This article is more than 1 year old
DaaS-appearing trick: Netflix teases desktops-as-a-service product
Aimed at VFX creators working on shows it has commissioned, not the rest of us sadly
Netflix has teased a desktop-as-service (DaaS) offering.
It’s not, repeat not, a sign that Netflix has any ambitions to challenge Microsoft, Citrix, Teradici, Virtuozzo or VMware as a mainstream provider of virtual desktops.
The Register offers that analysis because Netflix’s announcement of the service names it “NetFX” and describes it as “a cloud-based platform that will make it easier for vendors, artists and creators to connect and collaborate on visual effects (VFX) for our titles.”
So totally not a mainstream DaaS even if the building blocks are identical. Netflix says the service offers “virtual workstations, integrated storage and full access to secure rendering in a connected environment” and is intended to “provide collaborators frictionless access to infrastructure to meet Netflix’s demand for VFX services around the world as our library of original content continues to grow.”
“Vendors will be able to contribute artist resources to optimize capacity and individuals can participate on-demand,” Netflix’s post says, adding “And this work can take place safely in a virtual environment, which is ever more important during the global pandemic.”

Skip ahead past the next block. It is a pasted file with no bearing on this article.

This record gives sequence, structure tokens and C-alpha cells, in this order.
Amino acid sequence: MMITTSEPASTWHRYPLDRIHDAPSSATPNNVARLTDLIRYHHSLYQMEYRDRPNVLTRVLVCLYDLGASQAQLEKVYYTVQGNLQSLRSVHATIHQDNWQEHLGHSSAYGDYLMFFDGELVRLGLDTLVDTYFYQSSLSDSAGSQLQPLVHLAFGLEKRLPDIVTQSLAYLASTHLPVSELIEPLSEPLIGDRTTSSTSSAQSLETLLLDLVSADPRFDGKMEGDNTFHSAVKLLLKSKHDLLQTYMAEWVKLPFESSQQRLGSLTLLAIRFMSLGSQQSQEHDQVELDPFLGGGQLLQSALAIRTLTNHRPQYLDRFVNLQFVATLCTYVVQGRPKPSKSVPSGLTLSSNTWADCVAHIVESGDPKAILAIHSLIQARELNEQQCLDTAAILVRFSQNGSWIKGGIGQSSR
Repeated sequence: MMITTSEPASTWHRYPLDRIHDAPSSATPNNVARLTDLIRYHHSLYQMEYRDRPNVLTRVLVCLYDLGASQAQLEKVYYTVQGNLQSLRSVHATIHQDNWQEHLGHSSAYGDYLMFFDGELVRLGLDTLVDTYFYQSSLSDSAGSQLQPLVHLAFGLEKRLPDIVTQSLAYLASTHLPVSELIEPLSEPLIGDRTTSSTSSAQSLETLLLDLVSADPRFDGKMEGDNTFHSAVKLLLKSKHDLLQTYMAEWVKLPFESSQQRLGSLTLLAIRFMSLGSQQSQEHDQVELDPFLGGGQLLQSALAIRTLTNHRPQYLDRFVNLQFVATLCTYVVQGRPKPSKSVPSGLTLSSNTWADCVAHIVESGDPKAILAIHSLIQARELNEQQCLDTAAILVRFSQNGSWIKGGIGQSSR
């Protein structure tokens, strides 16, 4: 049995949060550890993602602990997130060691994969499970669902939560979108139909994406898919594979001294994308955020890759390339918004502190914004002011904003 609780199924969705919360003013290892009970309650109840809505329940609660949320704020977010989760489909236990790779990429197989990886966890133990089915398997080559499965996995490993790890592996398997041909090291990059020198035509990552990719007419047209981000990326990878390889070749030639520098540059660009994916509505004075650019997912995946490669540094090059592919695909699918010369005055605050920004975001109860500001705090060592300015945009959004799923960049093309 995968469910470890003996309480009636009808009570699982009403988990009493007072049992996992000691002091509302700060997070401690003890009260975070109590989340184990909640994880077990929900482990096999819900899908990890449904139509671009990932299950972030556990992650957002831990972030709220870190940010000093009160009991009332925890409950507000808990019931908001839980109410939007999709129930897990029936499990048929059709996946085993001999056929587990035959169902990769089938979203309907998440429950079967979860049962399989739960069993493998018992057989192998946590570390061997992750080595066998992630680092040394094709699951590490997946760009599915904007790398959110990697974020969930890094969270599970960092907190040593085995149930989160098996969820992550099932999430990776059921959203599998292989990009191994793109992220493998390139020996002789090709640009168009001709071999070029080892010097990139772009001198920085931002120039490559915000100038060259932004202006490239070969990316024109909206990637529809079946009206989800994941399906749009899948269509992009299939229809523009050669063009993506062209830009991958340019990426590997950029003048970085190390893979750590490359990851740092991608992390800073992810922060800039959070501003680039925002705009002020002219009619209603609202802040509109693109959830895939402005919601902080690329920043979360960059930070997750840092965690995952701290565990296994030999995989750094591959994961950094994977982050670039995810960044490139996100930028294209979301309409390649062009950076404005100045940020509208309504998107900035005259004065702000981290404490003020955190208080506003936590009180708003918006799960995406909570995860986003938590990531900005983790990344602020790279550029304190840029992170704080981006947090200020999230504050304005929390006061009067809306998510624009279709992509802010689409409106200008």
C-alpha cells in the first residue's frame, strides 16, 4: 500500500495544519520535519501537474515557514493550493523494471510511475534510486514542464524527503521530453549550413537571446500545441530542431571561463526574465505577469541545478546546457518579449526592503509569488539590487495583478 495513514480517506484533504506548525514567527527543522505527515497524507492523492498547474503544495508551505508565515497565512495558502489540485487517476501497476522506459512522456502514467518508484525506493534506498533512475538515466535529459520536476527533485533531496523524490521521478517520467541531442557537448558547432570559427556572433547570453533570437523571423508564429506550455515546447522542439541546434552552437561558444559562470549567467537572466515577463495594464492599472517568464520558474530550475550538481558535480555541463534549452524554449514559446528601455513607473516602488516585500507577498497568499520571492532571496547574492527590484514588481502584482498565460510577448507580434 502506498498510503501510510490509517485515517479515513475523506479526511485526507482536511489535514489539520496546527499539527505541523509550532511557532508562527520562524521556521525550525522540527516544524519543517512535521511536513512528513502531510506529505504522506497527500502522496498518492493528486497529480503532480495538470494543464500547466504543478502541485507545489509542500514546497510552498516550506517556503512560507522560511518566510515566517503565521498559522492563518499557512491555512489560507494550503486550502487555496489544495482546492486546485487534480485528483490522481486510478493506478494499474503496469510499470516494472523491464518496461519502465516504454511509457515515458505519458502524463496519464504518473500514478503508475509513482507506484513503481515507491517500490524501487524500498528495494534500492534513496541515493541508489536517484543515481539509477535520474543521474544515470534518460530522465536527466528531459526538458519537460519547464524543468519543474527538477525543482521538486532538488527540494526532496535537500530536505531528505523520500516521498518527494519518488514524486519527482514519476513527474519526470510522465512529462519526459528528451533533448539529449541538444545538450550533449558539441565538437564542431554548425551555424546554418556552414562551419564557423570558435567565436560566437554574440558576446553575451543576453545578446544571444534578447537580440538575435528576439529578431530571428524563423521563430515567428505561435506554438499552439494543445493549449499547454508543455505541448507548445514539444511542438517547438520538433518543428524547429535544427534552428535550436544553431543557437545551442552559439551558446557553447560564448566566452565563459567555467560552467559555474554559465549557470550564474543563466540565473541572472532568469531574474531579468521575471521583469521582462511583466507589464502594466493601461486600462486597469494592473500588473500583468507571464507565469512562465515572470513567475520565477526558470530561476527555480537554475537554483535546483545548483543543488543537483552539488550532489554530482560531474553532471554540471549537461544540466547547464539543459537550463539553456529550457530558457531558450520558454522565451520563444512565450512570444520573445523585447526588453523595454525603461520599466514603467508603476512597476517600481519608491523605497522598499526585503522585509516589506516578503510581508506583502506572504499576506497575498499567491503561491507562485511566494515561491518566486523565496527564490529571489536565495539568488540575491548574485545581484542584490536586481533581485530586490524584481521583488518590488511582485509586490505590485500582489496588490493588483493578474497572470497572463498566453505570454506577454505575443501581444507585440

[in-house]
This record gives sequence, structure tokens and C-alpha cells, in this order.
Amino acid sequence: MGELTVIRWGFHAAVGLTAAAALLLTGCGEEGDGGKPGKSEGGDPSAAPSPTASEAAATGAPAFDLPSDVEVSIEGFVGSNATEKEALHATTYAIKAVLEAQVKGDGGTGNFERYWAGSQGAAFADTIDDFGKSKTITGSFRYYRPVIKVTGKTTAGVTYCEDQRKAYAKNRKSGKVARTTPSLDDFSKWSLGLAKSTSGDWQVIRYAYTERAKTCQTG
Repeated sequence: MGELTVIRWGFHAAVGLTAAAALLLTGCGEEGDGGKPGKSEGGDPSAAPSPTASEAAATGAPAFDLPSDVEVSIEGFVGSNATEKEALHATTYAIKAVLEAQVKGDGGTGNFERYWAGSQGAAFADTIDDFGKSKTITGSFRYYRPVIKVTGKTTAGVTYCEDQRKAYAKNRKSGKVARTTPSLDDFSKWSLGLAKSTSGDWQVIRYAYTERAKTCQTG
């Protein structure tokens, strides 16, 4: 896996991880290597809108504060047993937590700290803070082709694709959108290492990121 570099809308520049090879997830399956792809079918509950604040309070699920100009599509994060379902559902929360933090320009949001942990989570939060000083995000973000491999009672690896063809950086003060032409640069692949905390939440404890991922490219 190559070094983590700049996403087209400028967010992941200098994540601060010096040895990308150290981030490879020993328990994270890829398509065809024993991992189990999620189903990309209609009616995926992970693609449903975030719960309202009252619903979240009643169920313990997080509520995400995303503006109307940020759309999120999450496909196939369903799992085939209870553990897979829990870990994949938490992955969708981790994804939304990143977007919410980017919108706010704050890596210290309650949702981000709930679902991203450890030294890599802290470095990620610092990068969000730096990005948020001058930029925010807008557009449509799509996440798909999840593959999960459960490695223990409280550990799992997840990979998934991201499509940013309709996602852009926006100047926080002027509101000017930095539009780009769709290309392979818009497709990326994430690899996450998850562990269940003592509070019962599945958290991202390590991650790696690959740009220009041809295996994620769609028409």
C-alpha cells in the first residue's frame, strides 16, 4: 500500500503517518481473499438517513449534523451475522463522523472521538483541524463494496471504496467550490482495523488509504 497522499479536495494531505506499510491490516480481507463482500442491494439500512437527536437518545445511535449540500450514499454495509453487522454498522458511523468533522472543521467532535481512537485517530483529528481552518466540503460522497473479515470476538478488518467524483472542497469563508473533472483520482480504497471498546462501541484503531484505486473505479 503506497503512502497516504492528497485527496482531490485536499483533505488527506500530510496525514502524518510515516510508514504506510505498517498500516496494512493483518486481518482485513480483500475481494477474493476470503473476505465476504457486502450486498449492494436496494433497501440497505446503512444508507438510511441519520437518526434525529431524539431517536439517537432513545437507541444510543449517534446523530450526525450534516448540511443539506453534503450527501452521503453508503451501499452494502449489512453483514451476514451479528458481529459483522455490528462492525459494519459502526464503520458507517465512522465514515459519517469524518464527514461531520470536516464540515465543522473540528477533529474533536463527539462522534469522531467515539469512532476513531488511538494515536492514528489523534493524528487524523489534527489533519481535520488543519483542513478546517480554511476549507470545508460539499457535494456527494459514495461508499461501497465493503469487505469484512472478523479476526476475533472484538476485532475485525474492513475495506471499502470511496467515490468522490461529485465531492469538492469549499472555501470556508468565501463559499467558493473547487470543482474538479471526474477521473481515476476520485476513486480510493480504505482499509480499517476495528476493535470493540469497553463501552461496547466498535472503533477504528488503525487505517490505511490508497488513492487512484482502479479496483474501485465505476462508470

A friend of The Register who works in TV production suggested the mention of safe virtual work is a nod to the fact that the VFX industry relies on high-end workstations that animators may not currently be able to access due to COVID-19 movement lockdowns. While it is possible to remotely access such machines, the results don't deliver the speed animators adore.
By spinning up cloud workstations, Netflix thinks it can offer a better experience that helps both its suppliers and its production pipeline (and maybe makes a few workstation vendors nervous).
AMD pushes 64-core 4.2GHz Ryzen Threadripper Pro workstation processorsREAD MORE
Netflix can conceivably deliver a satisfactory experience for animators because it is known to be a colossal customer of AWS, which offers a desktop-as-a-service product called “WorkSpaces”. One WorkSpaces instance type is called “GraphicsPro” and packs 16 vCPUs, 122 GB of RAM, a GPU and 8GB of video memory. That’s a decent spec for many graphics applications.
It’s also possible to create a custom WorkSpaces image, so it is not hard to imagine Netflix has created a WorkSpace full of its preferred software for creating and sharing VFX.
Netflix’s post says the service is currently offered to some of its Canadian suppliers and in 2021 will be offered to creative types in India.
“As the platform develops, we hope to offer NetFX in regions where infrastructure can be deployed,” the post adds. ®